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THE WAY FORWARD PowerPoint Presentation
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THE WAY FORWARD

THE WAY FORWARD

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THE WAY FORWARD

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  1. THE WAY FORWARD or WHO SAID RESEARCH WAS EASY ?

  2. Relationship between variables Y = (say) roughness after 5 years Poor Expectation for acceptable performance  Good x

  3. Relationship between variables Y = (say) roughness after 5 years Poor   Good x

  4. Relationship between variables Y = (say) roughness after 5 years Poor    Good x

  5. Relationship between variables Y = (say) roughness after 5 years Poor    Good x

  6. Multi-value problem Y = (say) roughness after 5 years Poor   Good Plasticity Index

  7. Multi-value problem Y = (say) roughness after 5 years Poor   Good Plasticity Index

  8. Multi-value problem Y = (say) roughness after 5 years Poor   Very wet  Very dry Good Plasticity Index

  9. High traffic (conventional) • 3 • 3 • 3 • 3 • 2 • 3 • 2 • 3 • 3 • 3 • 26,244 • traffic level • subgrade strength • base type • base layer thickness • base layer strength (for some types) • sub-base layer thickness • sub-base type • surface layer thickness • surface type • climate

  10. THE ROAD DESIGN OR “RISK” ENVIRONMENT TRAFFICCHARACTERISTICS Axle loading Tyre pressures Seasonality Position Growth projections PREVAILING CLIMATE Rainfall (intensity, distribution) Temperature (evaporation & diurnal change) Future change or unpredictability DRAINAGE AND HYDROLOGY Ground & surface water flow Hydro-genesis Demand of terrain Modifying influences MAINTENANCE Capacity & skills Funding Programming GEOMETRICS AND CROSS-SECTION PROFILES Road width Crown height Demand of terrain Sealed shoulders CONSTRAINTS OF THE “GREEN” ENVIRONMENT Constrained alignments Access to materials Depletion of resources Terrain stability OPTIMUM OR APPROPRIATE PAVEMENT DESIGN METHODOLOGY • OTHER • Technology solution • labour based • Intermediate equip • Safety • Institutional environment capacity • Financing • Political pressure • Design period • Road side activity • AVAILABLE MATERIALS • Alternative & thin bituminous • surfacings • Pavement materials • Marginal materials • Standards • Subgrade & road formation • Problem soils • Moisture sensitivity • Stabilisation options and treatments CONSTRUCTION Quality control Capacity, training & experience Selection and use of plant Influence of construction traffic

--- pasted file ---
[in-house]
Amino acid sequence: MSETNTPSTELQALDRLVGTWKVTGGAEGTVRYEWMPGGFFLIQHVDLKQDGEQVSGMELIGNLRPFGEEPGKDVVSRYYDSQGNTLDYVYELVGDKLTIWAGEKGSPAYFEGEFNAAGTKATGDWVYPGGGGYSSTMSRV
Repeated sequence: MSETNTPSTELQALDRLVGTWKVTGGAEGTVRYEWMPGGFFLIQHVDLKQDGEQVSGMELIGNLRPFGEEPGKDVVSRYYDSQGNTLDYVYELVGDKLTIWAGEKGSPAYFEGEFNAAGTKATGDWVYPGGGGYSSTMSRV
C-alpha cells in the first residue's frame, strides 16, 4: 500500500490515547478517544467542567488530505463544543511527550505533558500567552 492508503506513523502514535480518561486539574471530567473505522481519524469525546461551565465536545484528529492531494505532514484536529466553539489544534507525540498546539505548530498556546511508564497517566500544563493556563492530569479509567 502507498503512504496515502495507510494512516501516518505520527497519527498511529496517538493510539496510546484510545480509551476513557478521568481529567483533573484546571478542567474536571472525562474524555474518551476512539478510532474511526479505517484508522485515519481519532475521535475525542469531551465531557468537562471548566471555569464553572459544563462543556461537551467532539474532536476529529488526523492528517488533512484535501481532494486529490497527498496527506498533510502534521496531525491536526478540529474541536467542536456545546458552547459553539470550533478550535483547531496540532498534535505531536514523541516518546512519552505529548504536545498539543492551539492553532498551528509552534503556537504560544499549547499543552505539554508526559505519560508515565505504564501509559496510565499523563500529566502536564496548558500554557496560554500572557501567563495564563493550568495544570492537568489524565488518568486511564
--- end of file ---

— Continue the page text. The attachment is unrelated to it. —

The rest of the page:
11. Pass/fail criteria Number of samples Specification for trunk road Strength of material

  12. Low traffic • 3 • 3 • 6 • 3 • 3 • 3 • 3 • 3 • 4 • 3 • 2 • 2 • 4 • 3 • 2 million at least • traffic level • subgrade strength • base type • base layer thickness • base layer strength (for all types) • sub-base layer thickness • sub-base type • surface layer thickness • surface type • climate • technology • maintenance • cross section and geometry • drainage • ++